On March 12, 1734, a small group of about sixty exiles from Salzburg who had traveled to London arrived in the British American colony of Georgia seeking religious freedom. Later in that year, they were joined by a second group, and, by 1741, a total of approximately 150 of the Salzburg exiles had founded the town of Ebenezer on the Savannah River, about twenty-five miles north of the city of Savannah. Other German-speaking families – mostly Swiss Germans, Palatines and Swabians – also joined the Salzburgers at Ebenezer. In time, all of these Germanic people became known as "Salzburgers".

In 1772-1803, under archbishop Hieronymus von Colloredo, Salzburg was a centre of late Illuminism. In 1803, the archbishopric was secularized and handed over to Ferdinand III of Tuscany, former Grand Duke of Tuscany, and, two years later it was annexed to Austria together with Berchtesgaden. In 1810 it was returned to Bavaria, but after the Congress of Vienna (1816) it was again restored to Austria. In 1850 it became an independent territory of the Austrian crown.

20th century

In 1921, in an unofficial poll, 99% of citizens voted for annexion to Germany. On March 13, 1938, during the Anschluss, German troops occupied Salzburg; political opponents and Jewish citizens were subsequently arrested, and the synagogue was destroyed. Several POW camps for prisoners from the Soviet Union and other nations were organized in the area.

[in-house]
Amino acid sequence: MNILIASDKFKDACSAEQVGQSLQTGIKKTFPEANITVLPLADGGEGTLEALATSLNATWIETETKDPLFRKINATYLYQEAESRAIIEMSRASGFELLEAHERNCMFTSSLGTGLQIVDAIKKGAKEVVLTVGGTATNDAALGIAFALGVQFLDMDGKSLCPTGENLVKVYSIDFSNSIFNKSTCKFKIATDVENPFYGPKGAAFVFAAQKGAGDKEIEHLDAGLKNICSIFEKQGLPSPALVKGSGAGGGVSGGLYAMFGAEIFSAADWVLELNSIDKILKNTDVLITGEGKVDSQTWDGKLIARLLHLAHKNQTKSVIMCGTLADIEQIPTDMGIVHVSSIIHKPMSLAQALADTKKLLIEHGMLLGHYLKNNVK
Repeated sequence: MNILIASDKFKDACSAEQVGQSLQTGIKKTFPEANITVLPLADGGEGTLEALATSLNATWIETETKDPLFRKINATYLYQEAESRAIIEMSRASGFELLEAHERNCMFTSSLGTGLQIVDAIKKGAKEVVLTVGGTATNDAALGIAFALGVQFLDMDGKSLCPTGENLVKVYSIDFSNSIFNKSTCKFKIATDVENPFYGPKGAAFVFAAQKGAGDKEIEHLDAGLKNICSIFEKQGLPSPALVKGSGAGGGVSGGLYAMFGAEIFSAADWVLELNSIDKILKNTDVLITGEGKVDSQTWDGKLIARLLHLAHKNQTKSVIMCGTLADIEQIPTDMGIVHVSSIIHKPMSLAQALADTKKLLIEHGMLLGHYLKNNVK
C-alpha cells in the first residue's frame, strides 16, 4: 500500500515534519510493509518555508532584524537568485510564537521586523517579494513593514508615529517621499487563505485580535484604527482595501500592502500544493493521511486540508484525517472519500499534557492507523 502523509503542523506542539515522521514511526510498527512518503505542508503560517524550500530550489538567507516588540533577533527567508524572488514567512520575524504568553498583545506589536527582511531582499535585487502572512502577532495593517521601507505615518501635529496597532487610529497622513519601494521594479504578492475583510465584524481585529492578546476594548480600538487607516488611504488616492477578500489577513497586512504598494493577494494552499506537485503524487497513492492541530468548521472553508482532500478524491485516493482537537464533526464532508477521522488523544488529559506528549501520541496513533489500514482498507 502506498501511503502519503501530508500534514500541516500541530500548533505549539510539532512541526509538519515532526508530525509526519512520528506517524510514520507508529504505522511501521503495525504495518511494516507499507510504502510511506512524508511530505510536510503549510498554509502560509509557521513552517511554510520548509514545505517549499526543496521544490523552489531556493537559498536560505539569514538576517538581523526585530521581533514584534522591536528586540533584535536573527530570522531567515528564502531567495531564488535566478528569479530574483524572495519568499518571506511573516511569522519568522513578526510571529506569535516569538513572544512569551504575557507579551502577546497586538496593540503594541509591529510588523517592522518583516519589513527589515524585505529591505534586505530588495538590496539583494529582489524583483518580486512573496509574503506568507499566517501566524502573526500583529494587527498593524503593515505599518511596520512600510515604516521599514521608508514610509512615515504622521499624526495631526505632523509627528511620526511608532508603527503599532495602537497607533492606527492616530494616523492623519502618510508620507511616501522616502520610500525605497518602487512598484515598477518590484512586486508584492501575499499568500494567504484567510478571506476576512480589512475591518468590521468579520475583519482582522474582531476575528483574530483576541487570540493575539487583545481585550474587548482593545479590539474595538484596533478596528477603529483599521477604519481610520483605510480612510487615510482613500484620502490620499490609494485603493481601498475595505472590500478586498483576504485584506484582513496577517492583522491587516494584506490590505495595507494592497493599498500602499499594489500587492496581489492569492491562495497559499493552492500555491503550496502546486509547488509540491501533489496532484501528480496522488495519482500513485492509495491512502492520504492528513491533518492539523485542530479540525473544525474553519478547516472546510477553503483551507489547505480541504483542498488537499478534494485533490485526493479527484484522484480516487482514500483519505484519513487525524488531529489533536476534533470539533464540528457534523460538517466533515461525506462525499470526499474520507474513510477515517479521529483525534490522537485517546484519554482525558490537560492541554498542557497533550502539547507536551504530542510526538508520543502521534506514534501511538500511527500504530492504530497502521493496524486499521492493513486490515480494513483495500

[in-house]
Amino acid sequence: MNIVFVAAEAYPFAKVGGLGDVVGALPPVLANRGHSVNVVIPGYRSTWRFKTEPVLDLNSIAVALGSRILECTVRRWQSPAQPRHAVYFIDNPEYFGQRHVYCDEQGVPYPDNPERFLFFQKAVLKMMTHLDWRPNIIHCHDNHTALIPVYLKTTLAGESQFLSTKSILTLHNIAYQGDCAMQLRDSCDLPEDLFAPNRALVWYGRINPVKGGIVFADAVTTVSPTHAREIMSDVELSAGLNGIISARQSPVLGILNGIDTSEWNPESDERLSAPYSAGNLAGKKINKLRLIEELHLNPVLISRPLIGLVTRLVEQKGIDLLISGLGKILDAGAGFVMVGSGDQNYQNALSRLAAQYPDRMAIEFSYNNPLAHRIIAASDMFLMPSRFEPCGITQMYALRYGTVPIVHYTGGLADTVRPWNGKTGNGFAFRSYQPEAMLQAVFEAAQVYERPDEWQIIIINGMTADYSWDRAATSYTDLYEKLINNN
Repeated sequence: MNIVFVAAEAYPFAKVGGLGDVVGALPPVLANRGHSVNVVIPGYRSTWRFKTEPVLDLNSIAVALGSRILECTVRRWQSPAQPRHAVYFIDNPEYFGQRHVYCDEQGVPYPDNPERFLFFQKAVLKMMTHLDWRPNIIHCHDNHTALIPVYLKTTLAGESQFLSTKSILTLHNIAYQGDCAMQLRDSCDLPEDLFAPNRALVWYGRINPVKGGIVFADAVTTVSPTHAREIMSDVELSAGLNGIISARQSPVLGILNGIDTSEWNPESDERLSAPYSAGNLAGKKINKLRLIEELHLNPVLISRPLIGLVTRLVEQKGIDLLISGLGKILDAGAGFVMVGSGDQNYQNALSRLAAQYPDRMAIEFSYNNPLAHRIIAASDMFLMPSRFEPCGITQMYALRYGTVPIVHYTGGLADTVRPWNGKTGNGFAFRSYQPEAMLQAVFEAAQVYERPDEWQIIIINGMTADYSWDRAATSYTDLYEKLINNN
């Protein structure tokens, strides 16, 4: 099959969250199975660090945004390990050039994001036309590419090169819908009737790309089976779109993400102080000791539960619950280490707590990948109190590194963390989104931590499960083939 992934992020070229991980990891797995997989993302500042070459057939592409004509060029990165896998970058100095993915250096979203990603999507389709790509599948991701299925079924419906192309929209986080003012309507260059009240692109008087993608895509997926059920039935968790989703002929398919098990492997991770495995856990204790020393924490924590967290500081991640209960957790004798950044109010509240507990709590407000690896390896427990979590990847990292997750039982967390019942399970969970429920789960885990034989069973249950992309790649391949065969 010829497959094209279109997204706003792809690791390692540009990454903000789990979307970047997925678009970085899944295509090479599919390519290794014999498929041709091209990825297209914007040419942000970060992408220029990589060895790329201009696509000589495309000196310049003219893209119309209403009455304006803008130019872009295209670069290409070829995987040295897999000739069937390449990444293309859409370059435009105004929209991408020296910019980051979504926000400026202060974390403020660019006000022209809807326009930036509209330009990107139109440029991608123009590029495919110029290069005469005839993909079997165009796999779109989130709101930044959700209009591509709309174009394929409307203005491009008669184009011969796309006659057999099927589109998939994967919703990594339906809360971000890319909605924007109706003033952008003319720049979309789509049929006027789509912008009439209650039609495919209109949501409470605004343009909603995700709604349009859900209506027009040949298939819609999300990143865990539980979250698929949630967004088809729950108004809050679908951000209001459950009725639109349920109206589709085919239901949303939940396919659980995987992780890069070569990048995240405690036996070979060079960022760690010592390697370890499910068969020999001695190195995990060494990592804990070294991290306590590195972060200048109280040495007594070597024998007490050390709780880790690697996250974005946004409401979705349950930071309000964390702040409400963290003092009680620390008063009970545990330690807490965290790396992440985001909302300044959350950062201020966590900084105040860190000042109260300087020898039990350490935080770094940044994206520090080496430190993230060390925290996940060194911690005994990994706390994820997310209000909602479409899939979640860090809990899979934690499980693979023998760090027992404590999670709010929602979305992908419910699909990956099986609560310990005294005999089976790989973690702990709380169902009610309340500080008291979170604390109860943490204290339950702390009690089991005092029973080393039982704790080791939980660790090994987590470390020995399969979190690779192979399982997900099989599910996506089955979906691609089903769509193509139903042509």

During World War II, Allied bombing destroyed 7,600 houses and killed 550 inhabitants. Although the town's bridges and the dome of the cathedral were demolished, much of its Baroque architecture remained intact. As a result, it is one of the few remaining examples of a town of its style. American troops entered Salzburg on May 5, 1945

In the city of Salzburg there were several DP Camps following World War II. Among these were Riedenburg, Camp Herzl (Franz-Josefs-Kaserne), Camp Mülln, Bet Bialik, Bet Trumpeldor, and New Palestine. Salzburg was the centre of the American-occupied area in Austria.

21st century

As of 2006, Salzburg's Jewish community consists of little more than 100 people. The synagogue at Lasserstrasse 8 is still the religious center.

On January 27, 2006, the 250th anniversary of the birth of Wolfgang Mozart, all 35 churches of Salzburg rang their bells a little after 8PM (local time) to celebrate the occasion.


Modified: 2007-02-11 15:50:06+01
Source: http://en.wikipedia.org/wiki/Salzburg